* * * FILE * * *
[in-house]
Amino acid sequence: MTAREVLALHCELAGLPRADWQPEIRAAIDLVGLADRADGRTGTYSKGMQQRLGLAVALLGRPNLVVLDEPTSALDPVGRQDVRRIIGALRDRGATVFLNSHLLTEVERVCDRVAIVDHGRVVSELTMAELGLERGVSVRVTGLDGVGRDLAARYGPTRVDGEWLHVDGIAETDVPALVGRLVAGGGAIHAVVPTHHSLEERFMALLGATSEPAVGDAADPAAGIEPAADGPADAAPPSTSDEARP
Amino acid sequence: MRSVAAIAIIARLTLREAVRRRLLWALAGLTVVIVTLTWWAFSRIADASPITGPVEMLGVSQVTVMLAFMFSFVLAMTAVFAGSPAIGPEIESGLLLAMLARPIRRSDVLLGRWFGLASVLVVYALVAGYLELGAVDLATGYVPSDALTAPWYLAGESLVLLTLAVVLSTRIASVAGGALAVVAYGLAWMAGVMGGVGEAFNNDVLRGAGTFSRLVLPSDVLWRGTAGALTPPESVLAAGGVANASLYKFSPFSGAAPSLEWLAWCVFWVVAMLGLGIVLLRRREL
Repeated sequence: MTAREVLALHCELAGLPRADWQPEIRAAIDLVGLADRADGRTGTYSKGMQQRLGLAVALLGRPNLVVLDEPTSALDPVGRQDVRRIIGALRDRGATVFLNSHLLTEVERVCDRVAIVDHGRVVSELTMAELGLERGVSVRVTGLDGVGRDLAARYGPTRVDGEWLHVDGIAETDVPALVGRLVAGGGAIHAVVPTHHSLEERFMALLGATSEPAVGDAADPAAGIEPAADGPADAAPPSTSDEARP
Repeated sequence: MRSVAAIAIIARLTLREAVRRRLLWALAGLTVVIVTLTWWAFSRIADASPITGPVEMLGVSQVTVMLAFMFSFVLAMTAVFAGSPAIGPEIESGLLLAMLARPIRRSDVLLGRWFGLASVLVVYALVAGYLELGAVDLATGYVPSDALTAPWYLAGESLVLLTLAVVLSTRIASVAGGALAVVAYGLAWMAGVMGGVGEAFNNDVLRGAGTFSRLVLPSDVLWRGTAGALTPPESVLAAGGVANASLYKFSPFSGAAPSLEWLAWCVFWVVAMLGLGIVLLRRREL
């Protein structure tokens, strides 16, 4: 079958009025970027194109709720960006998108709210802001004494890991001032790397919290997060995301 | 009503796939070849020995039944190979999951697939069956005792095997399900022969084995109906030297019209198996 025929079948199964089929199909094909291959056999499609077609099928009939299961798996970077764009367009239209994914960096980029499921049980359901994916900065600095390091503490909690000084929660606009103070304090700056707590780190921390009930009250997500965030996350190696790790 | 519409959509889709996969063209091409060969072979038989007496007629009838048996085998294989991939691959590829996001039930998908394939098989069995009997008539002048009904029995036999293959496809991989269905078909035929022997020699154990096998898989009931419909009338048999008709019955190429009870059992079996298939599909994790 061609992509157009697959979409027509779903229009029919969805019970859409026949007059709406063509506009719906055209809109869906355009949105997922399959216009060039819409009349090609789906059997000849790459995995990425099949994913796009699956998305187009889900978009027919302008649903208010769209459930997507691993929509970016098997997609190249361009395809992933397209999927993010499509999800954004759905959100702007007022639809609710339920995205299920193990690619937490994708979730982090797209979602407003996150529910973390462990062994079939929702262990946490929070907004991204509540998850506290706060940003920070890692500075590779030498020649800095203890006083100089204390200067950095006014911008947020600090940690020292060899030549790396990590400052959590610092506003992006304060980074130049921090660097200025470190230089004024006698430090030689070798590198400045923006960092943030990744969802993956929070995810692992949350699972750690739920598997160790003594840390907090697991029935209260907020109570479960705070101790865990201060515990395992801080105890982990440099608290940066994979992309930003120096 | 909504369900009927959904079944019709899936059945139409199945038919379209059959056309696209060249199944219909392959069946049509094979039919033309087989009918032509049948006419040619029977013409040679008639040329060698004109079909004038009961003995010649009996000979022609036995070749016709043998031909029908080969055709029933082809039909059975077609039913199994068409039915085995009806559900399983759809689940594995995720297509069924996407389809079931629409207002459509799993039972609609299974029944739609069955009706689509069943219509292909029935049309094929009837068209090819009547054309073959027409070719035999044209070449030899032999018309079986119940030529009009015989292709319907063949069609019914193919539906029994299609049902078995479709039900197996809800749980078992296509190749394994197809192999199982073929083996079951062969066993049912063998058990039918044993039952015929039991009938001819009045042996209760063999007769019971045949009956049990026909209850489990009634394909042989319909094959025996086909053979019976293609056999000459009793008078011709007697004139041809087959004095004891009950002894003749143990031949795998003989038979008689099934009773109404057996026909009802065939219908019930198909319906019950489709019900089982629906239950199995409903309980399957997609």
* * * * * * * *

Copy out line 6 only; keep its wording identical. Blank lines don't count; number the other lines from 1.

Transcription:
């Protein structure tokens, strides 16, 4: 079958009025970027194109709720960006998108709210802001004494890991001032790397919290997060995301 | 009503796939070849020995039944190979999951697939069956005792095997399900022969084995109906030297019209198996 025929079948199964089929199909094909291959056999499609077609099928009939299961798996970077764009367009239209994914960096980029499921049980359901994916900065600095390091503490909690000084929660606009103070304090700056707590780190921390009930009250997500965030996350190696790790 | 519409959509889709996969063209091409060969072979038989007496007629009838048996085998294989991939691959590829996001039930998908394939098989069995009997008539002048009904029995036999293959496809991989269905078909035929022997020699154990096998898989009931419909009338048999008709019955190429009870059992079996298939599909994790 061609992509157009697959979409027509779903229009029919969805019970859409026949007059709406063509506009719906055209809109869906355009949105997922399959216009060039819409009349090609789906059997000849790459995995990425099949994913796009699956998305187009889900978009027919302008649903208010769209459930997507691993929509970016098997997609190249361009395809992933397209999927993010499509999800954004759905959100702007007022639809609710339920995205299920193990690619937490994708979730982090797209979602407003996150529910973390462990062994079939929702262990946490929070907004991204509540998850506290706060940003920070890692500075590779030498020649800095203890006083100089204390200067950095006014911008947020600090940690020292060899030549790396990590400052959590610092506003992006304060980074130049921090660097200025470190230089004024006698430090030689070798590198400045923006960092943030990744969802993956929070995810692992949350699972750690739920598997160790003594840390907090697991029935209260907020109570479960705070101790865990201060515990395992801080105890982990440099608290940066994979992309930003120096 | 909504369900009927959904079944019709899936059945139409199945038919379209059959056309696209060249199944219909392959069946049509094979039919033309087989009918032509049948006419040619029977013409040679008639040329060698004109079909004038009961003995010649009996000979022609036995070749016709043998031909029908080969055709029933082809039909059975077609039913199994068409039915085995009806559900399983759809689940594995995720297509069924996407389809079931629409207002459509799993039972609609299974029944739609069955009706689509069943219509292909029935049309094929009837068209090819009547054309073959027409070719035999044209070449030899032999018309079986119940030529009009015989292709319907063949069609019914193919539906029994299609049902078995479709039900197996809800749980078992296509190749394994197809192999199982073929083996079951062969066993049912063998058990039918044993039952015929039991009938001819009045042996209760063999007769019971045949009956049990026909209850489990009634394909042989319909094959025996086909053979019976293609056999000459009793008078011709007697004139041809087959004095004891009950002894003749143990031949795998003989038979008689099934009773109404057996026909009802065939219908019930198909319906019950489709019900089982629906239950199995409903309980399957997609």